If it weren’t for the eagle-eyed firefighter and his dedication, an 11-year-old boy's life would have ended in a Wisconsin sewer on Tuesday evening.
Good thing for the troubled boy, the alert and observant firefighter saw the boy’s finger pop through an opening in a manhole cover, leading to an astonishing rescue.
Storms slammed the southern half of the state and southern Minnesota on that fateful day.
The Calumet County Sheriff’s Office shared that the boy was playing with friends in a flooded drainage ditch after the heavy rains stopped at around 6 p.m. in Harrison village. The boy later disappeared under the water and didn’t surface.
It is not clear who called for help, but thankfully, a dive team, sheriff’s deputies and volunteer firefighters responded. Deputy Fire Chief Wesley Pompa said that when they arrived at the scene of the incident, they saw a bystander trying to hold onto the boy but unfortunately, he was sucked into a culvert that led to the storm sewer.
Pompa said that the water was rushing so heavily and quickly it would have sucked a full-grown man into the culvert.
At that time the rescuers could only wait and try to determine where the flow might take the poor boy. Pompa also asked for the reinforcement of the village road superintendent, Bon Kesler, to the scene to help map out the sewers.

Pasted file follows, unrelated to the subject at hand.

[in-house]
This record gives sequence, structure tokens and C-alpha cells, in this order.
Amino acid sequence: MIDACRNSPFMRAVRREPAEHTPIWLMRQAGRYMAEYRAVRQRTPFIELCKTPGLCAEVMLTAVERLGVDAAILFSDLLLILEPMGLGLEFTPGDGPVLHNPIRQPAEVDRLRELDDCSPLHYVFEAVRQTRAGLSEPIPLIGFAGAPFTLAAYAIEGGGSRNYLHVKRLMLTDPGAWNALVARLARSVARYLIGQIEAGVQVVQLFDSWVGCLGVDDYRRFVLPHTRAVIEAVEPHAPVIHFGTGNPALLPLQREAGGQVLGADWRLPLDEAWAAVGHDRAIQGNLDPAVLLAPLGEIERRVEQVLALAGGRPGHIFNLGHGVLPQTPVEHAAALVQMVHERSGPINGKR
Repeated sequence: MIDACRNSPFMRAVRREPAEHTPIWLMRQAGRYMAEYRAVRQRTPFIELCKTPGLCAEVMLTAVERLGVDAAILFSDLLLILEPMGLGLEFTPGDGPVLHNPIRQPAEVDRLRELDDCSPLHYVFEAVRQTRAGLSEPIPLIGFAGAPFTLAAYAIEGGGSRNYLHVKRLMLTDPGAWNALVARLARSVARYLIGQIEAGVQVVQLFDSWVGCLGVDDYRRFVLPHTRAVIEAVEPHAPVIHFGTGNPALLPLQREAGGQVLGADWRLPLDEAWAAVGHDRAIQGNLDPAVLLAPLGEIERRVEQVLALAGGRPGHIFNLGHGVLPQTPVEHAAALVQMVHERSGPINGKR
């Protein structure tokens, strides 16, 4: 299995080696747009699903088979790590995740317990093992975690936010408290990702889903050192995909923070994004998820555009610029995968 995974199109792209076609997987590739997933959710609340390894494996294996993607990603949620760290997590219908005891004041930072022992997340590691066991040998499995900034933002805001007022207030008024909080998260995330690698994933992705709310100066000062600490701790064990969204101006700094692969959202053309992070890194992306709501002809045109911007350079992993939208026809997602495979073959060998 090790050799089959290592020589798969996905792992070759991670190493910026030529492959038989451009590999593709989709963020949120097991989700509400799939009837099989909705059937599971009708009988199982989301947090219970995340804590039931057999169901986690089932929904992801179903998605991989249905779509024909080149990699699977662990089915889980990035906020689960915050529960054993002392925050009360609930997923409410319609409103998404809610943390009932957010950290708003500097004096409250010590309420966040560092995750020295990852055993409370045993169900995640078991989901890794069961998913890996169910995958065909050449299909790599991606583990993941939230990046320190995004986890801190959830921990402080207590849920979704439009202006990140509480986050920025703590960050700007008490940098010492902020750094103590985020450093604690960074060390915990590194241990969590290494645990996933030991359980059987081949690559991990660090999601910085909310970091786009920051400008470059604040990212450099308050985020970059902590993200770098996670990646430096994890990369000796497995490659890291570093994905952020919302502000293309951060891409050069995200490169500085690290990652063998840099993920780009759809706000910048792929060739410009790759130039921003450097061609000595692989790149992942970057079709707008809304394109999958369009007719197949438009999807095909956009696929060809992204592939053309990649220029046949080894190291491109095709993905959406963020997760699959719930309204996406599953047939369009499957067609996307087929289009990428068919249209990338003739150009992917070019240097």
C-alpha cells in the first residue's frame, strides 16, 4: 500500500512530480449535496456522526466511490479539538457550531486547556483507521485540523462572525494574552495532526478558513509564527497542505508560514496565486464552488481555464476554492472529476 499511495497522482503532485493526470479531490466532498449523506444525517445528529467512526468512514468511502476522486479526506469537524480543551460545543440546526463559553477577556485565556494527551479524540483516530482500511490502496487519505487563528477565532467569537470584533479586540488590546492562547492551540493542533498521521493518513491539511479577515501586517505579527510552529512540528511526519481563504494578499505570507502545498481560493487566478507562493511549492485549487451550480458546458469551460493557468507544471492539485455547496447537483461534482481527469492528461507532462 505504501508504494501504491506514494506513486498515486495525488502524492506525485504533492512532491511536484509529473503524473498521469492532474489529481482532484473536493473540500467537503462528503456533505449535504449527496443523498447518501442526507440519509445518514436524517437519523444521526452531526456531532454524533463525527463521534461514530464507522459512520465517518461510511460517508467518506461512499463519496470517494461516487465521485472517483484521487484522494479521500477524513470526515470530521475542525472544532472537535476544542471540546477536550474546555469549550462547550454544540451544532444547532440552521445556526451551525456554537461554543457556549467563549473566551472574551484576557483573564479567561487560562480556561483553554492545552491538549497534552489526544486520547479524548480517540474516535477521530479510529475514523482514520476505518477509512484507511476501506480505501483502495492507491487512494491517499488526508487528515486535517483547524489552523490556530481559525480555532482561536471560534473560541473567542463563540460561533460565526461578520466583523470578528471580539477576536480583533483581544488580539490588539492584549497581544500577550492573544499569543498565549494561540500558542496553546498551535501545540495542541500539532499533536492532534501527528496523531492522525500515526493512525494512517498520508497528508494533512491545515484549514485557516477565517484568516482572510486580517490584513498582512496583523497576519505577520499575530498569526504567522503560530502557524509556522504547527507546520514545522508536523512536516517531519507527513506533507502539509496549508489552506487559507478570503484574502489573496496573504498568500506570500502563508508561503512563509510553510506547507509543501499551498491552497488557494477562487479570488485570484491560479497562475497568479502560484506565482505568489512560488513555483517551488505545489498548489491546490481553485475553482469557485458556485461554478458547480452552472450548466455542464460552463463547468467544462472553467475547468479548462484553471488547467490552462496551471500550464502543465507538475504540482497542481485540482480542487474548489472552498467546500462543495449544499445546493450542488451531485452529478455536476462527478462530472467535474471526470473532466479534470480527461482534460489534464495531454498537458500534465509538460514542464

Kesler and Pompa were standing on top of a manhole cover 30 feet away from the ditch when a deputy “noticed a finger sticking out of a manhole cover.”
The boy apparently found air pocket just below the manhole cover. He was hanging onto a ladder leading up to the manhole.
The firefighters managed to wrench the cover open. Pompa and Kesler then lifted the boy to safety.
Authorities said that the boy was alert and conscious after the ordeal. He was brought to the hospital for basic check-ups just the same.
Curiously, Pompa said he never got the boy’s name.
Pompa said: “I just thank God he was alive and he’d made it that long,” Pompa said. “It could have gone a million different ways but this one way it worked out for him.”
The region has been battered by storms since last week, flooding streets and farm fields and cutting power in the process. One casualty was recorded when a man was killed in Madison as he attempted to escape from a flooded ditch last week.